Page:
A pair of firefighters manning a hose approach a burning cubicle during certified fire investigation training taking place in the field beside the Metchosin Fire Hall last month. The training is part of how firefighters plan to keep their community members safe

Community, firefighter safety key to training sessions

Professionals and volunteers put through their paces in Metchosin

Even from 20 feet away, the heat is uncomfortable.

A fire that started in a small cup has slowly eaten up a chair, spewed firey sparks onto a DVD player and crawled up a desk leg, before engulfing an entire cubicle. Within minutes, the fire has devoured the eight-cubic-foot space, prompting firefighters to launch water at the blaze.

This isn’t someone’s home, thank goodness, this is training. Fire investigators who weren’t present for the blaze, now come in blind to meticulously work backwards trying to figure out how it all went up in flames.

“(They see) how fires contribute and possibly start other fires in the room … and that could lead investigators to believe it started in another area … For fire investigators, (this training) is critical,” said Langford Fire Rescue Capt. Lance Caven. “They can take their time, they can go through and see how a fire grows from beginning to end.”

The week-long session was held recently in and around the Metchosin fire hall on Happy Valley Road. It attracted firefighters from around Vancouver Island, including Salt Spring Island, Bowen Island, Langford and Metchosin, with groups alternating between watching the cubicles burn, or coming in afterwards to investigate the cause. Spaces arranged as bedrooms, kitchens and dens were set ablaze to mimic potential fire hazards in real-life situations.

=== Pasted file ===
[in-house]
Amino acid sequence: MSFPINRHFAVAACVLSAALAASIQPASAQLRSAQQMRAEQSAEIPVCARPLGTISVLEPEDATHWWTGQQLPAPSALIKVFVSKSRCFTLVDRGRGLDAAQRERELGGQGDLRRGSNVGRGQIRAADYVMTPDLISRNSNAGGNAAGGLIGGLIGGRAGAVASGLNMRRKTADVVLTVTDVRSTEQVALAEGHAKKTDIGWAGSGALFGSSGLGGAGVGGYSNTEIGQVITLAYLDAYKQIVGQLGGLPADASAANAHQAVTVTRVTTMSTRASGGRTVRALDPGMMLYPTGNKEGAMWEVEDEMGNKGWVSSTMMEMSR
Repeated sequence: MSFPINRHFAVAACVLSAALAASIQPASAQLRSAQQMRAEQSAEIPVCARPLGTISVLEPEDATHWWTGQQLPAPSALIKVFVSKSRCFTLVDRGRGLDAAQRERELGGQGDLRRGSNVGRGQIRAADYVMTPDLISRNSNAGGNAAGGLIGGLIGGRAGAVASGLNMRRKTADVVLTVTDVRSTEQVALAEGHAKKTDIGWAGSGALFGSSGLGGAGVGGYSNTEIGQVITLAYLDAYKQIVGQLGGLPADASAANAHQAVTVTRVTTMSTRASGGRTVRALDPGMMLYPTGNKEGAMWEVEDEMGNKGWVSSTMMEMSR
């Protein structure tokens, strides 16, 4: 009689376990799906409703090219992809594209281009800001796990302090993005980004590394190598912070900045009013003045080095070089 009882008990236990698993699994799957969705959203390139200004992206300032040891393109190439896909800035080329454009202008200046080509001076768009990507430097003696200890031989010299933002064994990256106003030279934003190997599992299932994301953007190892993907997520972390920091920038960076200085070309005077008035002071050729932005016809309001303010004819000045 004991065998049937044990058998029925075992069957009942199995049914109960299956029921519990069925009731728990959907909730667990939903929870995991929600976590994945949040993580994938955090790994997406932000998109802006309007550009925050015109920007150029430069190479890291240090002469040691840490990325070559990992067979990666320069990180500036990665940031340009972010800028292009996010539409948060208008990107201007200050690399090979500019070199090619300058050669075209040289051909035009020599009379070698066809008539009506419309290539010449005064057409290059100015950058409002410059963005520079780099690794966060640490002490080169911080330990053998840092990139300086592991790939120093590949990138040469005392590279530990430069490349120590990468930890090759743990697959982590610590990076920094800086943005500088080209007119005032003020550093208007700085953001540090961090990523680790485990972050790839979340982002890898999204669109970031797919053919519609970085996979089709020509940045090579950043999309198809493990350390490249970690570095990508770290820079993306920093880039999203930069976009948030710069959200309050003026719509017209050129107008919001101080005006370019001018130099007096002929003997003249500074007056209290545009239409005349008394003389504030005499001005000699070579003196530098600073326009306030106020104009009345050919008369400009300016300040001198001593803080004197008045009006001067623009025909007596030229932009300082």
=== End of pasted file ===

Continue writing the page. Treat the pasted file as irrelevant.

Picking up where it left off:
“I like that scientific CSI-ing; figuring things out after the fact, putting facts together to find things out,” said Metchosin firefighter Dylan Walsh. “It’s much better to have natural or as close to real as you can get. Working (only) from books and theory, you don’t get the full understanding.”

Walsh, one of 18 participants, said fitting the puzzle pieces together to get the right answer is extremely challenging. Having the opportunity to do so in a controlled situation is invaluable, both for firefighters and the public, he added.

“It gives us more understanding for future prevention, and the more we understand now, the more we can portray it to residents to not have fires,” he said. “An essential part is the safety and prevention so we don’t have fires (to begin with). Hopefully you don’t have to do the fire investigation, because the end result is not a good thing.”

Cavin said most people don’t understand how quickly fires can burn, or get to ‘flashover’ – the point when it gets so hot in a room that everything ignites and makes survival impossible. With the change in household materials over the years, he said, that timing isn’t increasing, it is actually going down.

“Furniture from years past burned a lot slower. New furniture made of plastics and different materials burns a lot quicker now,” he said. “In years past, we used to tell people you have five minutes to get out of your house. Well now, you may only have two minutes to get out of your house.”

Metchosin Fire Chief Stephanie Dunlop agreed. She said this training, in which representatives from WorkSafe B.C. and Firewise also participated, is all about community safety.

“Some people have a house fire and don’t know how it happened. As a homeowner you want to know and an insurance office will want to know,” Dunlop said. “There are a lot of reasons to know why, so it doesn’t happen again. It’s to everyone’s benefit to have courses like this.”


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